Christmas truths revealed

Joe Mai, 23, sits on Santas lap as a child

SANTA, BABY Joe Mai, ’23, sits on Santa’s lap as a child

Homemade sugar cookies topped with whipped frosting and drowned in sprinkles are set out on the table. A warm glass of milk sits beside the cookies. Reindeer clack on the roof. 

Our childhoods were built upon these fallacies. For some, the truth about Santa Claus was more devastating than others.  

The truth is bound to come out at some point, whether that be early or late. For a few students in Ms. Heather Trees’ sixth grade English class, the truth came out undisguised.

Trees recalls, “In this class, I was teaching students how to write a personal narrative, and I provided them with a few examples. One of the examples I gave out was over the topic of Santa not being real.” 

It is only imaginable the devastating feeling that must have filled the students who had yet to find out the truth about Santa.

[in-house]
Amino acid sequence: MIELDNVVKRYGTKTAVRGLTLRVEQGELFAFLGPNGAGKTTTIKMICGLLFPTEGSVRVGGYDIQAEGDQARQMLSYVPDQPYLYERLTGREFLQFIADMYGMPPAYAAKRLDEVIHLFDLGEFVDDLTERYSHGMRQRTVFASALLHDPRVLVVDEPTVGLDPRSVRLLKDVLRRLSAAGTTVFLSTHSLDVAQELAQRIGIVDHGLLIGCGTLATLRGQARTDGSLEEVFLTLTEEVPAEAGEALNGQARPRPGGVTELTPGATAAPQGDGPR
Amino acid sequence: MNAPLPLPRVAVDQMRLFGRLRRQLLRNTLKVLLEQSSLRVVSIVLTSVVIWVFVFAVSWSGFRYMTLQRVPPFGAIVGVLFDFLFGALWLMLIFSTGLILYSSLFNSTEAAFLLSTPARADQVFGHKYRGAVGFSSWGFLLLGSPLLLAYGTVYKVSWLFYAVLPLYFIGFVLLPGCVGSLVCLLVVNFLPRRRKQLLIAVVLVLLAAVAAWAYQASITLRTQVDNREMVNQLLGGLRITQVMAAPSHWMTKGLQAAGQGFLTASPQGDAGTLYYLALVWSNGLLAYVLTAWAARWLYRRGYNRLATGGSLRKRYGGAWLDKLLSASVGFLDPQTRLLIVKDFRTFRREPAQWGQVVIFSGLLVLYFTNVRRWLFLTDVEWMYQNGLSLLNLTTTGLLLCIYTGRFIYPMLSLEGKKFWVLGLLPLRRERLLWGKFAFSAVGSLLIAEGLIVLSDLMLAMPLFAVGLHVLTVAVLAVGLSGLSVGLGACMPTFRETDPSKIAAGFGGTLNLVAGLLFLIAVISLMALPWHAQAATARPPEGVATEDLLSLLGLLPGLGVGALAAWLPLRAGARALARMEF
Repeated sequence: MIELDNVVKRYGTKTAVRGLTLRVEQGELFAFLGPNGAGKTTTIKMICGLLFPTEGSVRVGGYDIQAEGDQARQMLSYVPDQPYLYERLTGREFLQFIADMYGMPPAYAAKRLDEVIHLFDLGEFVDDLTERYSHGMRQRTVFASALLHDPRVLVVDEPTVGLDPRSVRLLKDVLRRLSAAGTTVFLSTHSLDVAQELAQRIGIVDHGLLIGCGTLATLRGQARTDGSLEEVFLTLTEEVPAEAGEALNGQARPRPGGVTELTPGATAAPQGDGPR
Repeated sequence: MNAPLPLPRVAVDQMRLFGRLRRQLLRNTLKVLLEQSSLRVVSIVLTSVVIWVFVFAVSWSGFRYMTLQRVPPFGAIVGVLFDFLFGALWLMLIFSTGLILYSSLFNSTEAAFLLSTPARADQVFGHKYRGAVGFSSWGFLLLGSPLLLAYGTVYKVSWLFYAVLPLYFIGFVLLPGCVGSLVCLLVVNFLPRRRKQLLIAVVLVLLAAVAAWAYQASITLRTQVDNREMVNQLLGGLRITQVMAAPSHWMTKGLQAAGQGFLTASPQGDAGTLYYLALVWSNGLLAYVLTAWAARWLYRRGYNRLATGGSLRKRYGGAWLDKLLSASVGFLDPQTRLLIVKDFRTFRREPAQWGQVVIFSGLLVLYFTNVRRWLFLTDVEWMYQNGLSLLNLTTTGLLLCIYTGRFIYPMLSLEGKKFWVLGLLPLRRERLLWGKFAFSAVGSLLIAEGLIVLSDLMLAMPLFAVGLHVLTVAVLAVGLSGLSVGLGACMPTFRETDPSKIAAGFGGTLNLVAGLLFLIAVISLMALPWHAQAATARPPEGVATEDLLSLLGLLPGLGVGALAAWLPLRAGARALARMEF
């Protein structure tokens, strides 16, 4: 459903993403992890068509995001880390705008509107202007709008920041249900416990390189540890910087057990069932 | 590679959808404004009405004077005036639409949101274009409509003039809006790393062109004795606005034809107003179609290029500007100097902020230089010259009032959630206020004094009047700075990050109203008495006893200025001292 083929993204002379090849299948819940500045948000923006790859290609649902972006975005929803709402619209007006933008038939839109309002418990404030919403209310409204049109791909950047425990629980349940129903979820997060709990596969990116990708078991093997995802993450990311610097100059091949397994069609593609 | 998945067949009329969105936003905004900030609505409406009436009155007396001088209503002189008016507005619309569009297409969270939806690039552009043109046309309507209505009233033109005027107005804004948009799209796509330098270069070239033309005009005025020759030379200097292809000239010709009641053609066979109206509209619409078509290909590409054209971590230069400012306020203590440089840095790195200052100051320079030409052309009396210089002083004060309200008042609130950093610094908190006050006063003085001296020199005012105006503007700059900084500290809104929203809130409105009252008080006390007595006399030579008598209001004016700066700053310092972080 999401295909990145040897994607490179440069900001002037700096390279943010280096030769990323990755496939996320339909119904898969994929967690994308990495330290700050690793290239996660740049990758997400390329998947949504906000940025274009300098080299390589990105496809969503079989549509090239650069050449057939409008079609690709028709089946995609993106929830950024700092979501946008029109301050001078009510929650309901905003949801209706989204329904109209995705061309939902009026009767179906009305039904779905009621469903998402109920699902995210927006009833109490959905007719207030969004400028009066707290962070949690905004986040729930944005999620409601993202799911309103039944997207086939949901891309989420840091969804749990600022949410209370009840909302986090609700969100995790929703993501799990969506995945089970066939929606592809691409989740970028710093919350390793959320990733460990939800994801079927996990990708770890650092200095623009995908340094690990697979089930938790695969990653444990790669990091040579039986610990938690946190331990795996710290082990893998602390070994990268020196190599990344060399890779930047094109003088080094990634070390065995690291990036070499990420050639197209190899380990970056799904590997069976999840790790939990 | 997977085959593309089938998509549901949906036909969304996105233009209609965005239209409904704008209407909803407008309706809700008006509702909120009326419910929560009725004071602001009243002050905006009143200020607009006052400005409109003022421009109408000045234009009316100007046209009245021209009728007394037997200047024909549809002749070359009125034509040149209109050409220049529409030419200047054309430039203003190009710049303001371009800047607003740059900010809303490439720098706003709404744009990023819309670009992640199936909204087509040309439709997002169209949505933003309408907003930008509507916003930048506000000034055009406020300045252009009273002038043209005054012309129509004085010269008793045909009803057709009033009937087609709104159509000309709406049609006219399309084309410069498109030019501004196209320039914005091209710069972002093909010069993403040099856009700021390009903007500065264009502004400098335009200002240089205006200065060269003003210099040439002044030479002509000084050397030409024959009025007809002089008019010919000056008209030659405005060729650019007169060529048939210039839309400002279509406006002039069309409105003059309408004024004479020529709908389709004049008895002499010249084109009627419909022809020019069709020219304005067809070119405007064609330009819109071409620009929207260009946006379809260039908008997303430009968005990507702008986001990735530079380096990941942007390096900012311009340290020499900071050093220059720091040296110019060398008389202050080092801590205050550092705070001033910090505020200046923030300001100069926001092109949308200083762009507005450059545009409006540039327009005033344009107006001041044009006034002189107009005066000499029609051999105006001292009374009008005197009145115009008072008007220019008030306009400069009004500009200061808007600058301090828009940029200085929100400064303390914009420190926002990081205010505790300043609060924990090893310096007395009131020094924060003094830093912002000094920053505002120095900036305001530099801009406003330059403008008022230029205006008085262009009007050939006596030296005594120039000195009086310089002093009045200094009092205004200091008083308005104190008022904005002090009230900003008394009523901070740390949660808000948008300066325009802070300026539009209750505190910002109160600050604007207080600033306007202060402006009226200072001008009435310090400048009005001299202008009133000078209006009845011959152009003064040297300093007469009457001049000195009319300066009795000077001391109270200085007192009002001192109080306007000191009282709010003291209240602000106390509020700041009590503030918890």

“I had a sneaking suspicion that he wasn’t real ever since second grade, but it was only confirmed for me in the sixth grade by Ms. Trees,” said Joe Mai, ‘23. “For the rest of the class, I was wide-eyed and in shock.” 

Trees mentioned how she did not think about the fact that some students may not have known about Santa yet. 

“I think believing in Santa is a really special part of childhood, and I hated being the person that ended that for those students,” said Trees. 

While some students, like those in  Trees’ class, may have found out too old, others uncovered this truth arguably a lot earlier than they should have. 

Lily Graham, ‘25, said, “When I was six years old, my brother and I were in a bounce house when he decided to flat out tell me that Santa was not real. Ever since then, Christmas hasn’t felt the same, the joy is not there as much.”

However and whenever the truth is revealed, it is undoubtedly a difficult conversation to have. So, when really is the best age to tell kids the truth about Santa?